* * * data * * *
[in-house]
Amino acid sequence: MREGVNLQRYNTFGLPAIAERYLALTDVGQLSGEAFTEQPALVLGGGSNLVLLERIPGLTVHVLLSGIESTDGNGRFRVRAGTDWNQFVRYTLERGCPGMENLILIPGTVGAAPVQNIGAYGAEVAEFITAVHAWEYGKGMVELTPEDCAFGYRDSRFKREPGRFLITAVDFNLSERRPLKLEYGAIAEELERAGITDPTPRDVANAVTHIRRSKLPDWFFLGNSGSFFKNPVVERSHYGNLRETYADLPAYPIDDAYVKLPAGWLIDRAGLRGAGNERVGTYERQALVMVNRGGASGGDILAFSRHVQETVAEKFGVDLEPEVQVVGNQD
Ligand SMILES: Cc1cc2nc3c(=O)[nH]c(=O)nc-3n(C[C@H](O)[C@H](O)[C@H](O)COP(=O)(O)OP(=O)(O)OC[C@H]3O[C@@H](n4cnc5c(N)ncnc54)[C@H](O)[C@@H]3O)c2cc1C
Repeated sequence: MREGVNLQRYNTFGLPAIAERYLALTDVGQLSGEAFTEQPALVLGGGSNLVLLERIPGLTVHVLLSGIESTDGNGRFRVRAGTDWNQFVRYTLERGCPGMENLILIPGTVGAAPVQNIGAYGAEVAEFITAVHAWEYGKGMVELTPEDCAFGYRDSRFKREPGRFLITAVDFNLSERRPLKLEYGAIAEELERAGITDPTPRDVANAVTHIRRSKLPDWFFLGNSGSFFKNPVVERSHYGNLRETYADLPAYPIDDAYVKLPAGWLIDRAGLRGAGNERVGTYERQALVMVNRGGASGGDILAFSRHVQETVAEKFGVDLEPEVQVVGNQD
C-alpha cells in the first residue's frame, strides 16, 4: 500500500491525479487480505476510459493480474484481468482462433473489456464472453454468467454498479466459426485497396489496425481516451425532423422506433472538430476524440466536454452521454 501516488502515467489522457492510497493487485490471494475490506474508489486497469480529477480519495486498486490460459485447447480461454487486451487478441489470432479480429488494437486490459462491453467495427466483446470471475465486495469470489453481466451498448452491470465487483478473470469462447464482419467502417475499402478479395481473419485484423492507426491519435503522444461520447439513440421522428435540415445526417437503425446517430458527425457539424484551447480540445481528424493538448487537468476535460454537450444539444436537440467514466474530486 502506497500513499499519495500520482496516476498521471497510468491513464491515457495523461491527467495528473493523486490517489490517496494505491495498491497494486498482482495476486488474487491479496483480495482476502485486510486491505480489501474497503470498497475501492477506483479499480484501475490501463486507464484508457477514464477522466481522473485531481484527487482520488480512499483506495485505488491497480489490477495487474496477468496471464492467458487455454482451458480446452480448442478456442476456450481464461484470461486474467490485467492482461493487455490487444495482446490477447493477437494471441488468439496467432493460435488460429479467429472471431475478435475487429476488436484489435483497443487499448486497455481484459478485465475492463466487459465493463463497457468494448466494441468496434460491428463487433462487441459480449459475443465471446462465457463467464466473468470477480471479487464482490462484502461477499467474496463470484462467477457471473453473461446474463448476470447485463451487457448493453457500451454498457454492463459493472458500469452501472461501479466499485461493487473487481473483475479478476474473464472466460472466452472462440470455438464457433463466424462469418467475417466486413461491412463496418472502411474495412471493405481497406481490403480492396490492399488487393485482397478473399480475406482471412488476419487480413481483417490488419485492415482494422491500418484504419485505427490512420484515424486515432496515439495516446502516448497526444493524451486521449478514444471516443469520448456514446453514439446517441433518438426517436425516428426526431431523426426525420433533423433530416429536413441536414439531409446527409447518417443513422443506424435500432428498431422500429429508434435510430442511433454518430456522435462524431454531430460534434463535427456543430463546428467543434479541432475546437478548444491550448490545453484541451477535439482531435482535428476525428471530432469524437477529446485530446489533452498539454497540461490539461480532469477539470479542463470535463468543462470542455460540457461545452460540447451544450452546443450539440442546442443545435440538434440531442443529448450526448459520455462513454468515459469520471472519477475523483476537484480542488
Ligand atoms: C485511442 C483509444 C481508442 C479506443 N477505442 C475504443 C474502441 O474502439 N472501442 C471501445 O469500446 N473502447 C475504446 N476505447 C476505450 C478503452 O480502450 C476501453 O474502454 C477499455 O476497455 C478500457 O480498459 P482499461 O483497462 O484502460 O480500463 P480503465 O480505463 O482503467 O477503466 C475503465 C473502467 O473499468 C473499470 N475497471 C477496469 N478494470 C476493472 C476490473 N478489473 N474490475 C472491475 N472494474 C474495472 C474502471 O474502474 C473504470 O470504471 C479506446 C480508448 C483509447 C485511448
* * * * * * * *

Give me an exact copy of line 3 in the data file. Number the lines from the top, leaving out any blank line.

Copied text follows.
Ligand SMILES: Cc1cc2nc3c(=O)[nH]c(=O)nc-3n(C[C@H](O)[C@H](O)[C@H](O)COP(=O)(O)OP(=O)(O)OC[C@H]3O[C@@H](n4cnc5c(N)ncnc54)[C@H](O)[C@@H]3O)c2cc1C